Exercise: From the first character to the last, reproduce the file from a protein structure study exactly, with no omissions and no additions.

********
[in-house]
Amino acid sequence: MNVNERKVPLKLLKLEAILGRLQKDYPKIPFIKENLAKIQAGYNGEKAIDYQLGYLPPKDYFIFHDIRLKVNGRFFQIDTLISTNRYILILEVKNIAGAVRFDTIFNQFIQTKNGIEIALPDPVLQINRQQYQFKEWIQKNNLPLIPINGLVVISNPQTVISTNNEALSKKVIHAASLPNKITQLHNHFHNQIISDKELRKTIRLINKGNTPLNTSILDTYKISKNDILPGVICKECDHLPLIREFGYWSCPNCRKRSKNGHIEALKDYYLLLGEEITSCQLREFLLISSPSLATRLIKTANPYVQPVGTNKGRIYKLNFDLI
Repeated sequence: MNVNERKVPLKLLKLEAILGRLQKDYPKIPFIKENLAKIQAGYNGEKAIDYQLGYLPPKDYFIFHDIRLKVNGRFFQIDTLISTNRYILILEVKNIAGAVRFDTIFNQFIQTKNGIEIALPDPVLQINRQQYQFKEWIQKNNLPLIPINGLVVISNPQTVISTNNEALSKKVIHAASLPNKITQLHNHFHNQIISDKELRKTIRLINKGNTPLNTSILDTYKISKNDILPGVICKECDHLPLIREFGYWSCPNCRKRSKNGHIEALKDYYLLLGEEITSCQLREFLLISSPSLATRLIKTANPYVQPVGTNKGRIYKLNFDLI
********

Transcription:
[in-house]
Amino acid sequence: MNVNERKVPLKLLKLEAILGRLQKDYPKIPFIKENLAKIQAGYNGEKAIDYQLGYLPPKDYFIFHDIRLKVNGRFFQIDTLISTNRYILILEVKNIAGAVRFDTIFNQFIQTKNGIEIALPDPVLQINRQQYQFKEWIQKNNLPLIPINGLVVISNPQTVISTNNEALSKKVIHAASLPNKITQLHNHFHNQIISDKELRKTIRLINKGNTPLNTSILDTYKISKNDILPGVICKECDHLPLIREFGYWSCPNCRKRSKNGHIEALKDYYLLLGEEITSCQLREFLLISSPSLATRLIKTANPYVQPVGTNKGRIYKLNFDLI
Repeated sequence: MNVNERKVPLKLLKLEAILGRLQKDYPKIPFIKENLAKIQAGYNGEKAIDYQLGYLPPKDYFIFHDIRLKVNGRFFQIDTLISTNRYILILEVKNIAGAVRFDTIFNQFIQTKNGIEIALPDPVLQINRQQYQFKEWIQKNNLPLIPINGLVVISNPQTVISTNNEALSKKVIHAASLPNKITQLHNHFHNQIISDKELRKTIRLINKGNTPLNTSILDTYKISKNDILPGVICKECDHLPLIREFGYWSCPNCRKRSKNGHIEALKDYYLLLGEEITSCQLREFLLISSPSLATRLIKTANPYVQPVGTNKGRIYKLNFDLI